At the end of 1983 the first tubular chassis was completed at CECOMP and was delivered to the Abarth workshops in Turin for the engineers to test for torsional strength in the new year. The first car (SE038-001) was up and running for its first tests in June of 84 at La Mandria alongside a 037 for a comparison test. After many months of hard work the SE038-005 was ready for its official reveal to the public on the 13th December 1984. Markku Alen and Henri Toivonen were present to drive SE038-001 at Campo Volo with a camera crew that broadcast the footage back to the Abarth Workshops.


After the Lancia and Abarth engineers virtually started from scratch, as only some elements of the suspension design were carried over from the 037. Designed as a competition car from the ground up, the Delta S4 was built around a spaceframe chassis constructed from with all four corners being fitted with double wishbones and coil springs. At the front, the suspension sported single telescopic hydraulic shock absorbers while twins were fitted at the rear. As in the 037, the engine was installed longitudinally but it was also turned around 180 degrees to allow for the gearbox and the transfer case to be mounted centrally for a better weight distribution. The engine was rooted 20 degrees towards the left with respect to the vertical axis. However this means if the car would need to have its gearbox replaced it would take much longer than it would on a 037. Lancia worked alongside Hewland to develop the 4WD system which consisted of a Ferguson viscous coupling with an epicyclic centre differential. The power transfer could be adjusted from 25/75 front/rear to 40/60. On both the front and rear axles a ZF limited slip differential was used. The slip could be adjusted and was normally set at 25 per cent at the front and 40 per cent at the rear. The gearbox was also sourced from Hewland and this case being a dog leg 5 speed manual.


The most famous aspect of the S4 is its unique 1,759 cc Turbocharged and Supercharged engine with a maximum of 2bar of boost developing near 600bhp. This paired with a 980kg weight gave the car fast acceleration and a nimble handling. While providing excellent low end power, the supercharged 037 engine was found to be a little lacking at the high end of the rev range. To fix that issue the Lancia/Abarth engineers decided to use a Volumex supercharger from the 037 and a KKK turbo. This system worked wonders for Lancia with the bypass value opening passing 1 bar of pressure from the Volumex to the Turbo. The system also included a pop off value placed in a channel parallel with the engine designed to veer away the flow of compressed air before entering the engine by a spring system in two key situations. the first of these being when the pressures are to high inside the engine in order to save vital components from failing. The Second being the most important, during lifting off the throttle. Due to the air and fuel mixture not being ignited due to the fuel not being injected with no throttle and the air not taken in by the engine is sent to the turbo to reduce the impact of turbo lag resulting in the engine being more response especially in the lower rev range. The system may sound very complicated which it is, but it worked remarkably well and during its rallying career the S4 rarely suffered an engine related failure.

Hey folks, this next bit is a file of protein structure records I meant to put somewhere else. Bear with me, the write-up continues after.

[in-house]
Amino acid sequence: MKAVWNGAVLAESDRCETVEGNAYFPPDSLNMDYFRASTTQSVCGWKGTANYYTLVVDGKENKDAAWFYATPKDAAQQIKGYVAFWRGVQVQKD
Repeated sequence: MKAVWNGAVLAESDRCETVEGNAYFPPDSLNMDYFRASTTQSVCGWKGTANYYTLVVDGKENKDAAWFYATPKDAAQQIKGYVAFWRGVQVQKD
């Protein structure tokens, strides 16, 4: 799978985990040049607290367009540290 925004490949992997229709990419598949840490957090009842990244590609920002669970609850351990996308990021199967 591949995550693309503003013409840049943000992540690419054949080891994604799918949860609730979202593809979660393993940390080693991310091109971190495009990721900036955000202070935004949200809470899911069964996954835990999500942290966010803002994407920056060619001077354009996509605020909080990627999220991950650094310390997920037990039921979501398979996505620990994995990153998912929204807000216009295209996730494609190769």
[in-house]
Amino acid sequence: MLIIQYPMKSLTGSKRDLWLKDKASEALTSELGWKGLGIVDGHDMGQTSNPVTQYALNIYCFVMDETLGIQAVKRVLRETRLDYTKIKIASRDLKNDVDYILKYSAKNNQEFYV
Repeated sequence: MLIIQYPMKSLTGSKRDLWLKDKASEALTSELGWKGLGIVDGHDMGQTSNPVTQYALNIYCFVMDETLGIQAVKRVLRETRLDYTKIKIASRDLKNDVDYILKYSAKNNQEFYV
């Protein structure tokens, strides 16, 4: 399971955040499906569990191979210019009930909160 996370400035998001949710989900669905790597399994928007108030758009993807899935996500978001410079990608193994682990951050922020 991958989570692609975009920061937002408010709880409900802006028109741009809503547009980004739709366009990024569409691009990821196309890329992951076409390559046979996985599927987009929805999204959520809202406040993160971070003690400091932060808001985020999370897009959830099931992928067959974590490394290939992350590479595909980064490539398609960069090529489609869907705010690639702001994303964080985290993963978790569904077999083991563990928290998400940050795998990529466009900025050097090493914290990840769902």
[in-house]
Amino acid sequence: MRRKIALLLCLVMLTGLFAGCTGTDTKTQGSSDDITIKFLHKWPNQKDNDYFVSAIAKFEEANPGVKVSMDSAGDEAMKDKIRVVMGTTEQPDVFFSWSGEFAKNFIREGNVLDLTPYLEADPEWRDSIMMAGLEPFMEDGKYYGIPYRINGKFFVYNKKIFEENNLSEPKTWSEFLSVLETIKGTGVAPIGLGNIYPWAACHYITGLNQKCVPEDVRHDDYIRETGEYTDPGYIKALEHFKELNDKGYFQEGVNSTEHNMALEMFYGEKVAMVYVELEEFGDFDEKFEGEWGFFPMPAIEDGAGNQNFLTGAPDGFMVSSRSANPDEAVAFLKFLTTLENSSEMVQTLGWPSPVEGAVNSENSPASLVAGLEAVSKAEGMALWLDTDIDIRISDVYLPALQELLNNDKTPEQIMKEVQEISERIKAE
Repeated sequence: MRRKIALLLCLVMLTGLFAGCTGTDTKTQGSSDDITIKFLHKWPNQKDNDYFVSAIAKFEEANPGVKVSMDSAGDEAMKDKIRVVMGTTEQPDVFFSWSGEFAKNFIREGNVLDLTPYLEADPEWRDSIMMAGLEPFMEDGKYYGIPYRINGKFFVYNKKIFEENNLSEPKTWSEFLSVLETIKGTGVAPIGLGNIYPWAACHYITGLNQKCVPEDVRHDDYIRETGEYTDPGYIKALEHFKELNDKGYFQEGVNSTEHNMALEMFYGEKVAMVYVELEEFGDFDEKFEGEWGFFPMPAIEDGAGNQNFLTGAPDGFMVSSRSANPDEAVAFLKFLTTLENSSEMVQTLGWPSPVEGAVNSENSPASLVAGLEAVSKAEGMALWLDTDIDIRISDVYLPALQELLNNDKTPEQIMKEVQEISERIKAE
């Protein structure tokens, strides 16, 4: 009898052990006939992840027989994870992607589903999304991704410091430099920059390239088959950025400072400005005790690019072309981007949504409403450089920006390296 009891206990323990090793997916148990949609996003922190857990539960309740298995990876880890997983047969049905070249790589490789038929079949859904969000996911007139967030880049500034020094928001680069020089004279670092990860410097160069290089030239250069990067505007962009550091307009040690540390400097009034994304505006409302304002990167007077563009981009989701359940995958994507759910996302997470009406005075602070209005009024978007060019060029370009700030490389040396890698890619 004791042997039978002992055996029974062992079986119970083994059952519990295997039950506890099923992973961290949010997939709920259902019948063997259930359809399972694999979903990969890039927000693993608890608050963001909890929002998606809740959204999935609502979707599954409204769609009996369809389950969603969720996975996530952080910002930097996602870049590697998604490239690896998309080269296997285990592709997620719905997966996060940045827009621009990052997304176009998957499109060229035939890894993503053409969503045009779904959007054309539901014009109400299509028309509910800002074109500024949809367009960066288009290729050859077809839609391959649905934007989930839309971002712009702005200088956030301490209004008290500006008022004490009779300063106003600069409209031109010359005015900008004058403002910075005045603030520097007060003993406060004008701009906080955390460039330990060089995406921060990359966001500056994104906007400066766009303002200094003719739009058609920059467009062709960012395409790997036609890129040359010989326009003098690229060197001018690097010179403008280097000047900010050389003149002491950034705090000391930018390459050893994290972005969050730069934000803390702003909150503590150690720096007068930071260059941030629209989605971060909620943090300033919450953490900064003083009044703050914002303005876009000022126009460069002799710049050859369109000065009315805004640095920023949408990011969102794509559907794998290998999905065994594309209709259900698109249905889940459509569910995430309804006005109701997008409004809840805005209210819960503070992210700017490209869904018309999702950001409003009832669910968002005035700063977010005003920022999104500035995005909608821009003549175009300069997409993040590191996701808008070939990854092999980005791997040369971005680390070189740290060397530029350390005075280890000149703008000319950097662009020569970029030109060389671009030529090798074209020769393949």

The car was introduced in 1985 with its first World Championship appearance being the 1985 RAC Rally. Lancia set out with two cars for Markku Alen (chassis 207) and Henri Toivonen (chassis 202) and immediately showed the great pace of the new car. Henri Toivonen went on to win the event with Markku Alen in second place. The success followed on from the RAC to the 1986 season with Toivonen winning the 1986 Rally Monte Carlo despite being involved in a collision between stages with a Road car which required work to be carried out at the road side by the Lancia/Abarth mechanics. After the slight drama Toivonen extended his lead even after initially struggling with the handling of the car as a result of the damage sustained.